There is no real or rational denying of the damage and disruption the coronavirus has done and is continuously doing to our lives and livelihoods, our health and happiness, our meetings and modes of education, our public and private events, travel, and the economy. This deadly and disabling virus has also impacted our family gatherings and visits to each other’s homes and to each other in hospitals, nursing homes and elsewhere, as well as our places and ways of worship. In a word, it has closed down and narrowed the spaces for our relation-building, renewal, work, recreation, relaxation, grounding and the goodness that comes from just being together.
And it has placed fear and confusion in the hearts and minds of people, put conspiracy theories in the minds and mouths of some, and prompted outright denial of its existence and effect by others and panic and mindless preparation for disaster by still others. It has a sudden uncertainty and fear of the future, for it has taken away or seriously limited the things we used to do to make us secure in the sureness and continuity of things: work, school, parties, outings, restaurants, recreation and religious services, malls, movies and making contact in countless ways. And so, our mooring seems to have snapped, a storm is rising and we are wondering how and when we will reach shore and see sunshine again.
But we who have suffered overwhelming disasters and massive death and disabling from both natural and social sources must not panic, play down the seriousness of the public health crisis we face from this disease. Nor can we, in good faith, cosign or cooperate in scapegoating different others for the disease or look for imagined origins rather than medical explanations, or believe we are immune by age, intellect, class, nationality, race, religion or religiousness. We are all vulnerable, although some are more so, and we must think, feel, plana and act accordingly.
Thus, the current coronavirus pandemic poses, especially for us as a people not only a serious health challenge, but also a moral and social challenge. For it speaks not only how to control and mitigate the spread and find a vaccine for this disease, but also how in the process we rightfully relate to each other, support each other, and advocate and fight for each other, especially for the most vulnerable among us and those in the larger society. Indeed, it has been our historic role to be a moral and social vanguard in this country and to honor the ancient African ethical imperative “to bear witness to truth and set the scales of justice in their proper place among those who have no voice,” the devalued and disempowered, the vulnerable. And thus, it was and remains our obligation to constantly struggle to expand the realm of freedom and justice and equality and power in this country and open the way for reconceiving and reconstructing an America the founding fathers could not imagine or accept.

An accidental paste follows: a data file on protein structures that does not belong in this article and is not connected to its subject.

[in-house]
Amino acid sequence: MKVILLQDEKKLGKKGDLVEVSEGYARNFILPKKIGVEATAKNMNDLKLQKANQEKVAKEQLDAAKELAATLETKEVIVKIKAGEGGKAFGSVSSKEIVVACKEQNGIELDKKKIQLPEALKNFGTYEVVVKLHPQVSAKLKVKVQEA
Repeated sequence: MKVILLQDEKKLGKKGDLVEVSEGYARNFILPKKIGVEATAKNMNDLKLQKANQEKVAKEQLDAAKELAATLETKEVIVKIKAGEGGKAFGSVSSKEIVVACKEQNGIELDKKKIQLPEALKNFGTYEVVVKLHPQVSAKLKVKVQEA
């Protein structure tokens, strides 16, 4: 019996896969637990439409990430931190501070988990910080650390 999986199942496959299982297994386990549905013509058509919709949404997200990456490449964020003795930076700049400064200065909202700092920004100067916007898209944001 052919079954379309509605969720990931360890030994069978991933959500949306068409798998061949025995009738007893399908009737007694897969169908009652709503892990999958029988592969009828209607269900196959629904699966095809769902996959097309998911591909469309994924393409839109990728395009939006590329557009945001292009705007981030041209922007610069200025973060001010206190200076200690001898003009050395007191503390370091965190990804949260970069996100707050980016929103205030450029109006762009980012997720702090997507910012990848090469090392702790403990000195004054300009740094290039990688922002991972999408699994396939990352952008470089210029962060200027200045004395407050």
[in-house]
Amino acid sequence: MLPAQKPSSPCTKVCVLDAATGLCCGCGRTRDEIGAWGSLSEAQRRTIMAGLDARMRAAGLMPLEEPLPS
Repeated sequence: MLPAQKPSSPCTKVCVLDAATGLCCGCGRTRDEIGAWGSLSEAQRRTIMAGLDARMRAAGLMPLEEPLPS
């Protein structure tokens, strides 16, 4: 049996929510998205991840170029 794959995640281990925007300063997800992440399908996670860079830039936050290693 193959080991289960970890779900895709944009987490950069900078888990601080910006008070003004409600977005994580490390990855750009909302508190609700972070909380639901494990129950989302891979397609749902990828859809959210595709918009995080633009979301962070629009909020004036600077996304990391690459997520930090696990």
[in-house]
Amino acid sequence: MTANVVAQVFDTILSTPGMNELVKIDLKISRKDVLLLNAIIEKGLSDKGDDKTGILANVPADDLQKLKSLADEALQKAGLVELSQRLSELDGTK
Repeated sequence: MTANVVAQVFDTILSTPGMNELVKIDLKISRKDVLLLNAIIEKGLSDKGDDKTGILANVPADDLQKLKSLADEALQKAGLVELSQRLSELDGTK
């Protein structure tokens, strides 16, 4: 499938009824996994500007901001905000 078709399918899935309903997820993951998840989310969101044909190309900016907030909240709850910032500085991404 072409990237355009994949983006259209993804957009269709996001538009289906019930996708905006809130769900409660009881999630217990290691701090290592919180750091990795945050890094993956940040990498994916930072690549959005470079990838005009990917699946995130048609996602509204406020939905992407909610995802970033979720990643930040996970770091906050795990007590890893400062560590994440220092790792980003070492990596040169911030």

The strategy posed and enjoined to deal with this crisis has been named “social distance, social distancing.” And this immediately raises the question for us, what about social solidarity in the midst of emphasis on social distancing. For even though it is labelled “social distancing,” it is really focused on “physical distancing.” But such physical distancing has social implications, for it can easily lead to actual social distancing, i.e., relational distancing. Nevertheless, this strategy of physical distancing, called social distancing, is a legitimate and necessary practice in the efforts to control and mitigate the spread of the coronavirus. And this includes, not only keeping distance in contact, but also self-quarantines, city quarantines and whole countries locking down and locking off its own citizens from each other and from the rest of the world. Again, all this is to protect us from the virus, not to separate and isolate ourselves from those we need and who need us for support, sustainment and building a moral community and society.
Thus, we have to be conscious of and resist how this practice of “social distancing” can produce a psychology of vulgar individualism which sees self in autonomous, antagonistic, acquisitive and aggressive ways. This means the cultivation of a self that seeks its own health and well-being at the expense of others or mindlessly engages in practice which demonstrates this psychology even unintentionally. This has been clearly demonstrated in the rampant hoarding of food, water and supplies, fighting in shopping lines, building and buying bunkers, and increased purchasing of weapons.